Edit > Paste in Trump world (sort of like WestWorld, a theme park you wouldn’t want to visit).  Now Nixon has two left hands.  In the Layer Window I make the new hand the top layer so the fingers will be on top of Trump’s chin.  I move it exactly on top of the hand in the underlying layer.

Drum-roll!  I move Trump’s face into the hand with the Move tool.

I’m not quite happy with this.  For one thing, Trump’s head is much fatter than Nixon’s.  (I’m just talking about the image; I mean nothing personal.). I could squeeze a side handle with the Move tool while holding down the Shift key to suppress the automatic maintenance of proportionality.  But then it might not look like Trump.  Guess I’ll let it go.screen-shot-2017-01-13-at-10-34-18-pm

The other thing that bothers me is that Trump’s eyes make the mask too lifelike and disturbing.  At high magnification, I use the Eraser tool to remove the eyes.  Like the Brush, the Eraser’s effect depends on how long you use it in an area.  I go over the eyes heavily to completely erase them.screen-shot-2017-01-13-at-10-40-06-pm

To help those kids who aren’t sure who Nixon was, I use the Text tool and type in Nixon’s most famous quote.  What a thing for a president to say — but “Grab her by the _____” still takes the cake.  The Comic font seems appropriate.


All ready for Facebook!  Hahaha

Fun with Trump in Photoshop Elements – Part 2

In Fun with Trump in Photoshop Elements – Part 1 I modified a picture of Richard Nixon to show him holding his left hand in front of him.  Now let’s make a Donald Trump mask for the hand to hold!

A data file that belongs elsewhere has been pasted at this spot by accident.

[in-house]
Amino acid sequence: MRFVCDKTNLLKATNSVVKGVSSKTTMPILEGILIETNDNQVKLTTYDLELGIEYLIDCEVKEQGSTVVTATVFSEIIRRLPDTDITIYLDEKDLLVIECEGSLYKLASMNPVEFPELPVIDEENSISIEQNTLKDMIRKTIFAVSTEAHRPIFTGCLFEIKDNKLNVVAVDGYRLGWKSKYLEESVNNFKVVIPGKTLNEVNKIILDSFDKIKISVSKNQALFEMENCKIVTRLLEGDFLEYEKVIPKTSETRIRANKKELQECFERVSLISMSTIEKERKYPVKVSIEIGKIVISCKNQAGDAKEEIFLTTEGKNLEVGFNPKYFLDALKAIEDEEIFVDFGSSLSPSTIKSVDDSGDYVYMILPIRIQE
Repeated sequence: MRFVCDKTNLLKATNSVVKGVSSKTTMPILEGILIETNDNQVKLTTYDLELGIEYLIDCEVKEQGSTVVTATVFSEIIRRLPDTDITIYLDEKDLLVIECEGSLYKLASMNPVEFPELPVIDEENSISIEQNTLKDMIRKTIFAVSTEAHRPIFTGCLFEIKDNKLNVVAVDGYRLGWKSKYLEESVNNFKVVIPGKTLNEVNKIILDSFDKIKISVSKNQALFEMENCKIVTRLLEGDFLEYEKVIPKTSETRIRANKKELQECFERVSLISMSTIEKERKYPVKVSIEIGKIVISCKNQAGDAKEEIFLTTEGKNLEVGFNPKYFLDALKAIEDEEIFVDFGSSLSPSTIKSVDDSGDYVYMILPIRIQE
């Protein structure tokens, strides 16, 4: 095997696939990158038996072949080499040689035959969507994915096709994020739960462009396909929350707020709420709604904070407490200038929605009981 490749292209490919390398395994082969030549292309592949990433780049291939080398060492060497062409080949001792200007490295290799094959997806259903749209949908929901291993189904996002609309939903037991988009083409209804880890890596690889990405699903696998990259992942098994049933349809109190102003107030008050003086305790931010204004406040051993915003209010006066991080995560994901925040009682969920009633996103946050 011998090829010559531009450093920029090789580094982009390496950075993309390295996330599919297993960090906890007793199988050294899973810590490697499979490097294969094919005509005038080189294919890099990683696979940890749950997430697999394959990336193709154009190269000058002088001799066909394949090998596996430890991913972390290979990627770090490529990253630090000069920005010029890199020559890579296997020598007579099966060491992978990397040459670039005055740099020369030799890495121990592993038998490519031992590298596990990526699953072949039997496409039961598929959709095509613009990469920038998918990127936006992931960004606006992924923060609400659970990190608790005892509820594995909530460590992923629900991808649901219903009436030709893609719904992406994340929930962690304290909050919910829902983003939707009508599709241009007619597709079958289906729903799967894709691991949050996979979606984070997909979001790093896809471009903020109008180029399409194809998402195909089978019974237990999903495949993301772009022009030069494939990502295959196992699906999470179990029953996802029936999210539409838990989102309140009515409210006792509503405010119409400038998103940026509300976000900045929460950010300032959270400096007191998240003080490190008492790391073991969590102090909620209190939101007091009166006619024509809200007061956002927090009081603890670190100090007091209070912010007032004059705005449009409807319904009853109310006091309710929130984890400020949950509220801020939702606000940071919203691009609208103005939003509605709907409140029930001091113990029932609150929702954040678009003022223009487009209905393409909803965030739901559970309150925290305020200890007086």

I google for pictures of Trump’s face looking slightly to his left — the same position as Nixon’s face.  I notice several pictures that combine Trump and Nixon!  Other people have been thinking the same as me.  One of them has the Trump face I want.  It’s in color.  I decide that’s a good thing; it will make the mask stand out in the black-and-white Nixon photo.


As with Nixon’s hand, I need to get rid of the background around Trump’s face.  I use the Magnetic Lasso.  It’s too big to select all at once in the magnification I’m working in; so I set the Magnetic Lasso’s Add option.  This lets me select part at a time, and each new part will be added to those before to form a single selected area. screen-shot-2017-01-13-at-9-34-49-pm

Erasing a background replaces it with the background color.  But I need the image surrounding the face to be transparent.  So in the Layers window I right-click the background and use the floating menu to convert it to a layer.screen-shot-2017-01-13-at-9-36-38-pm

I invert the selection, protecting the face.  I erase everything around it.  But the darkness of the flag that Trump was standing in front of has polluted his hair!screen-shot-2017-01-13-at-9-43-01-pm

I’m not up to recoloring his hair.  So I invert the selected area again, and go back with a strongly-feathered eraser tool to lighten up the edge of the hair.

I’m hot to copy Trump’s face and paste it into the Nixon picture.  But when I try it, Trump’s face turns black-and-white.  I’m guessing that some internal color palette is established by the first layer in an image?  I can’t figure out how to tell PSE that color is really okay now.  I’d rather do the thing than research it; so I’ll move the Nixon image into the Trump one.  (I don’t expect Nixon to turn colored, and it doesn’t happen.).

There’s just one problem; the Trump image has higher resolution than does the Nixon one.  I don’t want the result to be pixellated, so it’s no good increasing the pixel count of the Nixon picture.  I need to reduce the pixel count (or maybe the Nixon count?) of the Trump picture to approximate Nixon’s.screen-shot-2017-01-13-at-9-44-09-pm